At any given moment, somewhere in the world, there is probably a production of Henrik Ibsen’s A Doll’s House playing to audiences who are still caught up in the story of housewife Nora Helmer and her world. Right now, Ingmar Bergman’s adaptation of the classic, Nora, is playing at the Cook Theatre in an FSU/Asolo Conservatory production.
Bergman and Ibsen seem natural enough soulmates—gloomy Scandinavians both—but of course Bergman is better known as a film director (even though he did work a lot for the stage as well). Some of his cinematic sense propels this stripped-down version of Ibsen’s original, which eliminates a few minor characters and tightens the flow.
One scene moves swiftly into the next, as actors, sitting on chairs on the sides of the stage when not performing, spring quickly into the scene when called for. And the lighting here (by Chris McVicker), the setting (Derek Miller’s design for the Helmer home around Christmastime, with a looming set of stairs and a portal at the top through which light streams) and the music (the lower range of the piano, urgent violins) add to a film-like feel.
Purists might notice Bergman’s cuts to the original play, but they don’t in any way detract from the main focus of the piece, as we watch Nora (Jessie Taylor) in action, the child-wife who sits on husband Torvald’s lap and is “fed” her housekeeping money by him the way a parent bird might feed a fledgling. She’s always acting the part she feels she must play, flitting around the house gaily as Torvald’s plaything, but of course we know she harbors a dark secret, one that may bring her life crashing down around her ears: When Torvald (Mike Perez) was sick some years earlier, Nora borrowed money from the shady lawyer Krogstad (Rob Glauz) for a recuperative trip to Italy—and forged her father’s signature on a promissory note, since women were not allowed to borrow money on their own.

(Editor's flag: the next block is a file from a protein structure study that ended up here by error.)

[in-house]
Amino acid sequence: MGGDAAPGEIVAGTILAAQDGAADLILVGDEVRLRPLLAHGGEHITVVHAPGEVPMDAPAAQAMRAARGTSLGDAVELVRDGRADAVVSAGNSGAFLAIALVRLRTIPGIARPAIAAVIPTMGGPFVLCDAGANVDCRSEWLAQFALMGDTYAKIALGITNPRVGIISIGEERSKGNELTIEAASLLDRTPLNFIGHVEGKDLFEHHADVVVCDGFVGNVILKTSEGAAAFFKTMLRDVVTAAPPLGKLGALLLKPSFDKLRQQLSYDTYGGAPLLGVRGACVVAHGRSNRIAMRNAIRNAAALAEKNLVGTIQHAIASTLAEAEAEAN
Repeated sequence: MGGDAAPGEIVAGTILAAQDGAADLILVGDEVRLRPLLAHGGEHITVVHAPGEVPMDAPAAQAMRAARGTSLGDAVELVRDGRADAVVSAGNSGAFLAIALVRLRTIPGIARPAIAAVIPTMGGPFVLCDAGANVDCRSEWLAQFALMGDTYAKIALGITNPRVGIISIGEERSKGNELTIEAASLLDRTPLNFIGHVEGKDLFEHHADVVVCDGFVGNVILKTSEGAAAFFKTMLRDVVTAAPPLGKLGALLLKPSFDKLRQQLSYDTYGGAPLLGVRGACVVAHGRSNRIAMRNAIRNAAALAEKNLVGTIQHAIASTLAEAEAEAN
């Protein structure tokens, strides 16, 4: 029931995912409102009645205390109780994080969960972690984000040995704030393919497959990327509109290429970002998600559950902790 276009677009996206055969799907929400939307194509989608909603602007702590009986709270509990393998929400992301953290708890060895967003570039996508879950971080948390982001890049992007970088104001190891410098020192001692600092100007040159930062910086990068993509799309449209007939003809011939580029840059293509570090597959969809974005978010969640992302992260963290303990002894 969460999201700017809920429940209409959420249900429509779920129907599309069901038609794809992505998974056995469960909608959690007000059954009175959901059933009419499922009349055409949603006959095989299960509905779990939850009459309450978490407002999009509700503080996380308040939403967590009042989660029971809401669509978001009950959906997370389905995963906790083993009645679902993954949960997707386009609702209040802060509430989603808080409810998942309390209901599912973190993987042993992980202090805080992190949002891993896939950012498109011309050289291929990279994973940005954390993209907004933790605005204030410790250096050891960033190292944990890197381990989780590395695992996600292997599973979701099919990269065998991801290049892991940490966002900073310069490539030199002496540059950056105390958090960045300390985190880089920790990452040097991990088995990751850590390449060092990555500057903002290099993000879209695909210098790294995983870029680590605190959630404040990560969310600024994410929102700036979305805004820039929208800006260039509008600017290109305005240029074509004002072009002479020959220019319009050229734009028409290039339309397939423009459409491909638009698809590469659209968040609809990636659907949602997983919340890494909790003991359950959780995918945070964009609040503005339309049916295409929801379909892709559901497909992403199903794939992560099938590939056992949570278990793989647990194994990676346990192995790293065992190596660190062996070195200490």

Now that Torvald has a new position that allows him to fire Krogstad from his job, the lawyer (who has a troubled past), puts pressure on Nora to save himself. Can Nora’s newly arrived old friend, poor widow Christine Linde (Danielle Renella), a past romance of Krogstad’s, be of help? Can Nora bring herself to ask terminally ill family friend Dr. Rank (Jacob Sherburne), who secretly loves her, for money to buy Krogstad off? Or will Nora have to face the music?
Under Andrei Malaev-Babel’s direction, the Conservatory actors mostly succeed in portraying their characters’ individual plights. Taylor and Perez are convincing in their husband-wife relationship, which, as Nora realizes by the end of the play, is not real. The final scene between the two, which can be played with a calm, sad quality on Nora’s part, here delivers more anger; that’s a valid interpretation, too, as she feels fury for how she has been treated since childhood.
Sherburne is likable as Rank, and Glauz believable as a “villain” who may not be all bad. I didn’t understand why Renella’s Christine was played so stridently; whether that was a choice of the director or the actress, it throws the relationship between her and Nora off and raises questions that aren’t answered.
But overall, this version of Ibsen’s groundbreaking work still delivers with emotional and intellectual power. Nora continues through May 1 at the Cook; for tickets call 351-8000 or go to asolorep.org.